GAJAR HALWA TARTLETS

India being the queen of sweet and royal delicacies, no occasion is satisfactorily concluded without the authentic desserts. So, It is festive season on in India and no prizes for guessing that sweets are a center of attraction.

Since i was a kid, i have been observing that there were innumerable varieties of sweets made by my mom and grandmom (My biggest inspiration). Without an exception, every single state in this country has got it’s own long list.┬áLately, i have been thinking about what could be the possible outcome of merging these royal authentic Indian flavors with the subtle western flavors. So I have come up with a range of fusion desserts trying to balance both tastes without letting anyone overpower the other.

So let us move to recipe and see if i made any justice to the sweet packets of happiness.

Recipe

Yield: approximately 18 tartlets

Ingredients:

  • (225 grams) all-purpose flour
  • 2 tablespoons ( grams) fine sugar
  • 150 grams shilled cubed butter
  • 3 tablespoons ice-cold water

Method:

  • In a large bowl, Mix together flour and fine sugar.
  • Add chilled cubed butter and rub it over the flour with finger tips until all the butter is coated with flour and very tiny bite sized pieces of butter are left.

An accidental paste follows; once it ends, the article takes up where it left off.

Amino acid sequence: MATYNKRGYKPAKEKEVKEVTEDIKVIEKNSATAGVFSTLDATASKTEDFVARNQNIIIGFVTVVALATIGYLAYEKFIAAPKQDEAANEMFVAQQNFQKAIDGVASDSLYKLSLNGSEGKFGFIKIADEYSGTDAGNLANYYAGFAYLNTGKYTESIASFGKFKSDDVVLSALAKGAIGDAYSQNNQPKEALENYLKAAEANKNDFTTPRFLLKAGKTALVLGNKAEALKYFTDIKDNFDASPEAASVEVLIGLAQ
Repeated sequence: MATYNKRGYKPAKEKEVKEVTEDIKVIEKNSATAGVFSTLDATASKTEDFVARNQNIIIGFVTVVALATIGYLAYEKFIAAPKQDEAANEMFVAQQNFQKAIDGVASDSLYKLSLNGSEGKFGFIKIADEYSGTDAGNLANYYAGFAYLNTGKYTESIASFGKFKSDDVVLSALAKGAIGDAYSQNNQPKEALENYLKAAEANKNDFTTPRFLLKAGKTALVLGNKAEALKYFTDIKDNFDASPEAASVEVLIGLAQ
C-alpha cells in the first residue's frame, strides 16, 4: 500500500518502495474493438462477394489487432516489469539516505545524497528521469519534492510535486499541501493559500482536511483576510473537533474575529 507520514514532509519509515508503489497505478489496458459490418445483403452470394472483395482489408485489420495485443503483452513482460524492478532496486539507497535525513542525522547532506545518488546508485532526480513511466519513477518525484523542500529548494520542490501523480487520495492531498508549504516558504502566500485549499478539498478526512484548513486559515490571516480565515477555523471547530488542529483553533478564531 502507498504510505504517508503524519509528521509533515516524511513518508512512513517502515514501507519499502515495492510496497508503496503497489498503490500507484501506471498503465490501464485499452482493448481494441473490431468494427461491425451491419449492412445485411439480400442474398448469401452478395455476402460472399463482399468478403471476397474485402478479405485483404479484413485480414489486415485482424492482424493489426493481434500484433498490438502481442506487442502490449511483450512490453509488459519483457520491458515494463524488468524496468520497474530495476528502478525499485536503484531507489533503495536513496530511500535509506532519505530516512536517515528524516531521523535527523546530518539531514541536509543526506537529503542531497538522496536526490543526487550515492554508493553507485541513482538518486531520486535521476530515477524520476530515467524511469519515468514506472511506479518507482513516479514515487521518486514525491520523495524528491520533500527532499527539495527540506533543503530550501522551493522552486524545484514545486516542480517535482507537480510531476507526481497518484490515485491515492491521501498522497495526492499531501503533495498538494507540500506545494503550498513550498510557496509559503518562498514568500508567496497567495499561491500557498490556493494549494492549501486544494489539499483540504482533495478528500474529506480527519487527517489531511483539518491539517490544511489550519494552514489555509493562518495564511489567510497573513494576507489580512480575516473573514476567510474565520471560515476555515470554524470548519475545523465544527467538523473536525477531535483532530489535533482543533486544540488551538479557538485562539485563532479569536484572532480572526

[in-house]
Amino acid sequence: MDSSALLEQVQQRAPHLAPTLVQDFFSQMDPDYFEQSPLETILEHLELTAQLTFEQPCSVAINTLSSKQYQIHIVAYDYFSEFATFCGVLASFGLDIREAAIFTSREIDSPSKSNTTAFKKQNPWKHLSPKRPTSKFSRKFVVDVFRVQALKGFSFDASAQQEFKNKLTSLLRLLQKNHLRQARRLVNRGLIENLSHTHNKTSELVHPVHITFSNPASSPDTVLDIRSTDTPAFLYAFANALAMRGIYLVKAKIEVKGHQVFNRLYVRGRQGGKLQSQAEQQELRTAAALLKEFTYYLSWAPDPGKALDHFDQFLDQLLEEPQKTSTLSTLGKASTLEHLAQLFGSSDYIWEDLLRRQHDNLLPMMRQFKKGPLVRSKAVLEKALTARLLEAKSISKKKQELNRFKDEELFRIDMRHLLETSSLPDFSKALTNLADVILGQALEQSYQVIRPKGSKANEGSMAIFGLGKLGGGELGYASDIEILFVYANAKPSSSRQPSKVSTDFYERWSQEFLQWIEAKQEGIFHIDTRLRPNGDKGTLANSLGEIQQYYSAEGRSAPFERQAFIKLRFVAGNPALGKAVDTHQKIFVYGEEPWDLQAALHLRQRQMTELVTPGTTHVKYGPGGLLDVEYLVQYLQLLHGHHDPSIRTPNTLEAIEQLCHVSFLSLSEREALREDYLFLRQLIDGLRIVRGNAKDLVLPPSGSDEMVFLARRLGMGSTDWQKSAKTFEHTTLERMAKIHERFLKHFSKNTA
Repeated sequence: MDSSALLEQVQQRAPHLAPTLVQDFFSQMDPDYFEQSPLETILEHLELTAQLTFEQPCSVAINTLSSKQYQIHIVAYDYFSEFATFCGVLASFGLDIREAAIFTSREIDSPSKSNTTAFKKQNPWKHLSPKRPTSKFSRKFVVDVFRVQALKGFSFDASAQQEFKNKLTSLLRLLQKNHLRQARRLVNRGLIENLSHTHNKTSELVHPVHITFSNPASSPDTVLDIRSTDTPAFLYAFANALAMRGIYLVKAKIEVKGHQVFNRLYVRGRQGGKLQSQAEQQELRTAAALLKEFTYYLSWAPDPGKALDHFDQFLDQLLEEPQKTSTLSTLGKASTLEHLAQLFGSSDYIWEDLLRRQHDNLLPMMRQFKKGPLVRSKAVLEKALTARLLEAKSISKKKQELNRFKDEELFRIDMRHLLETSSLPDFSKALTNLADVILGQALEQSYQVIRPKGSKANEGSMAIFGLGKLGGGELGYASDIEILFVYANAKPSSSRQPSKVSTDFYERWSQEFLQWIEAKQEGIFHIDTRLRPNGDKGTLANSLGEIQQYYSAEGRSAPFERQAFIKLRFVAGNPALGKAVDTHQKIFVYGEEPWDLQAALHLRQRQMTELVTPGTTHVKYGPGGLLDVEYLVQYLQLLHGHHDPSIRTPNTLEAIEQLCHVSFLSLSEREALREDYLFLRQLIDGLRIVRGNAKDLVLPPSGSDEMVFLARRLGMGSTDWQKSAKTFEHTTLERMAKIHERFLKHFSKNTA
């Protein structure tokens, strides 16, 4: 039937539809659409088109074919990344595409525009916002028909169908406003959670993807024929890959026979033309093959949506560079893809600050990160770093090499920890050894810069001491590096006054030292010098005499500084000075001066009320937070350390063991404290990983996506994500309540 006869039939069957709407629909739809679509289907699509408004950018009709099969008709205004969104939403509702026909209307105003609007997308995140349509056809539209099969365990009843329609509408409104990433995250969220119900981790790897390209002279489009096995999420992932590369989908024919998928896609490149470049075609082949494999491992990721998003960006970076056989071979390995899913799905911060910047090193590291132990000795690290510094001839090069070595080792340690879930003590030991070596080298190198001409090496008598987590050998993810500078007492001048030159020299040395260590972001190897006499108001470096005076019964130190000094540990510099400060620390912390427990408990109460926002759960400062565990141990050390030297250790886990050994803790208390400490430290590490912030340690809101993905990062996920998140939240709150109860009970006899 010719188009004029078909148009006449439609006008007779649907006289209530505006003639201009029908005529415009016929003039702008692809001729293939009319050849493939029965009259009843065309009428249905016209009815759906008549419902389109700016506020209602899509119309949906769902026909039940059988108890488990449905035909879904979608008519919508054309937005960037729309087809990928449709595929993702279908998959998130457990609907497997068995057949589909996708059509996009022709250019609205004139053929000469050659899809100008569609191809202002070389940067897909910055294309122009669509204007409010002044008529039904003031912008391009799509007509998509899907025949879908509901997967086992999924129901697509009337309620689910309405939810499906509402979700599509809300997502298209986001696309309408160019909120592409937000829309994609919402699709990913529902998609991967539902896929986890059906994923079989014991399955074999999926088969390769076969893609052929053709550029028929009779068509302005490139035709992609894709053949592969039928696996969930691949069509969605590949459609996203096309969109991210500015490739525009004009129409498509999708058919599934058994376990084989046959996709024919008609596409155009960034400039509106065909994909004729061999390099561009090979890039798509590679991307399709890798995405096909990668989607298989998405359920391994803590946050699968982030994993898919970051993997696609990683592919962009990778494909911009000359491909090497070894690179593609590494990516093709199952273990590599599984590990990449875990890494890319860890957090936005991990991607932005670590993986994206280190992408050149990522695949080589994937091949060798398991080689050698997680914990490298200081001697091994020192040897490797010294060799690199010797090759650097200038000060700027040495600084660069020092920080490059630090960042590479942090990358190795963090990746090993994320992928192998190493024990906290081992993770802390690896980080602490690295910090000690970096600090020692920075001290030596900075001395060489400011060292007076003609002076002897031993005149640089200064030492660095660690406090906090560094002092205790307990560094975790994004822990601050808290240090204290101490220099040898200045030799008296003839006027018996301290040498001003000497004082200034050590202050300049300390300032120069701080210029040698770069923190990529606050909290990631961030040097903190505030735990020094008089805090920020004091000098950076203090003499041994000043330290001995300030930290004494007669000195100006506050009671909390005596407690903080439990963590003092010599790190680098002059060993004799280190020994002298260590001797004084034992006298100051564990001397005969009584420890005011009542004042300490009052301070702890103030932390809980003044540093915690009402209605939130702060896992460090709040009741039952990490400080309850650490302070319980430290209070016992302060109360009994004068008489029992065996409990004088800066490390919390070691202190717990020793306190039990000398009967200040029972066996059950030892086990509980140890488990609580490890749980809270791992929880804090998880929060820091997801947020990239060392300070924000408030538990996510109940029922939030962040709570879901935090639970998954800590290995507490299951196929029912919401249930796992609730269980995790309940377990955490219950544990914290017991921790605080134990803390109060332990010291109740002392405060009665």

• Sprinkle ice cold water to the flour mix 1 teaspoon at a time. Try getting the dough together.
  • Add a teaspoon more of water if needed. The dough should just come together. It might feel a little crumbly, but that is exactly what we need.
  • Keep the dough in a cling wrap and refrigerate for 5-6 hours or preferably overnight.
  • Preheat the oven at 375 degree f.
  • take a small ball of the dough and spread it into the tart tin with your fingers. Poke it with a fork once 3-4 times so as to avoid the dough from puffing up.
  • Freeze it for 5-10 minutes and Bake for 15-20 minutes or until sides appear golden brown.
  • Let the tart shells cool down. Add cold gajar ka halwa in the tart-lets and serve cold.

Note:

  • Keep all ingredients chilled while making the dough.
  • Do not over knead or induce the body into the dough.

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